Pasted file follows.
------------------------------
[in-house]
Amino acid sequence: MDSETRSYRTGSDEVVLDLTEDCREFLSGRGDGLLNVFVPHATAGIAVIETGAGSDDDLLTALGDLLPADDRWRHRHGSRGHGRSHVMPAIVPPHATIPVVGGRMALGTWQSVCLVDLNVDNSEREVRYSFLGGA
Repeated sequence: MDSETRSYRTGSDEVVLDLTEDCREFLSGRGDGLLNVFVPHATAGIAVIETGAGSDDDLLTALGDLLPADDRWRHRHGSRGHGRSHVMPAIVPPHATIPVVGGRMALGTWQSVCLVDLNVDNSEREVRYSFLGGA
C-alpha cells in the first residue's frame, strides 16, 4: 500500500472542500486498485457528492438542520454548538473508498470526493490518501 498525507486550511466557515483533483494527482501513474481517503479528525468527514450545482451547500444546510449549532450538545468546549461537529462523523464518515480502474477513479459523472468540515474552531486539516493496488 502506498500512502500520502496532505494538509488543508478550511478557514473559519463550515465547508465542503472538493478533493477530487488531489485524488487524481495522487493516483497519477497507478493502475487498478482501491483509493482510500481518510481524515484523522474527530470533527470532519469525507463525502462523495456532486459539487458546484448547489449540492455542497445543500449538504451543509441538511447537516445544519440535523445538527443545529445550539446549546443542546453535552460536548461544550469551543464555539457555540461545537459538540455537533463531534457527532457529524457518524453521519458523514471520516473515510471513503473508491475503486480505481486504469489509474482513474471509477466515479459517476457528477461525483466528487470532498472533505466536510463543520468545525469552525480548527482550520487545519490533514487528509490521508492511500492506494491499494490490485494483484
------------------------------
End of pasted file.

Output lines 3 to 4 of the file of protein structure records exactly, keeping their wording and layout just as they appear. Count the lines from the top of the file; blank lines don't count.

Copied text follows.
Repeated sequence: MDSETRSYRTGSDEVVLDLTEDCREFLSGRGDGLLNVFVPHATAGIAVIETGAGSDDDLLTALGDLLPADDRWRHRHGSRGHGRSHVMPAIVPPHATIPVVGGRMALGTWQSVCLVDLNVDNSEREVRYSFLGGA
C-alpha cells in the first residue's frame, strides 16, 4: 500500500472542500486498485457528492438542520454548538473508498470526493490518501 498525507486550511466557515483533483494527482501513474481517503479528525468527514450545482451547500444546510449549532450538545468546549461537529462523523464518515480502474477513479459523472468540515474552531486539516493496488 502506498500512502500520502496532505494538509488543508478550511478557514473559519463550515465547508465542503472538493478533493477530487488531489485524488487524481495522487493516483497519477497507478493502475487498478482501491483509493482510500481518510481524515484523522474527530470533527470532519469525507463525502462523495456532486459539487458546484448547489449540492455542497445543500449538504451543509441538511447537516445544519440535523445538527443545529445550539446549546443542546453535552460536548461544550469551543464555539457555540461545537459538540455537533463531534457527532457529524457518524453521519458523514471520516473515510471513503473508491475503486480505481486504469489509474482513474471509477466515479459517476457528477461525483466528487470532498472533505466536510463543520468545525469552525480548527482550520487545519490533514487528509490521508492511500492506494491499494490490485494483484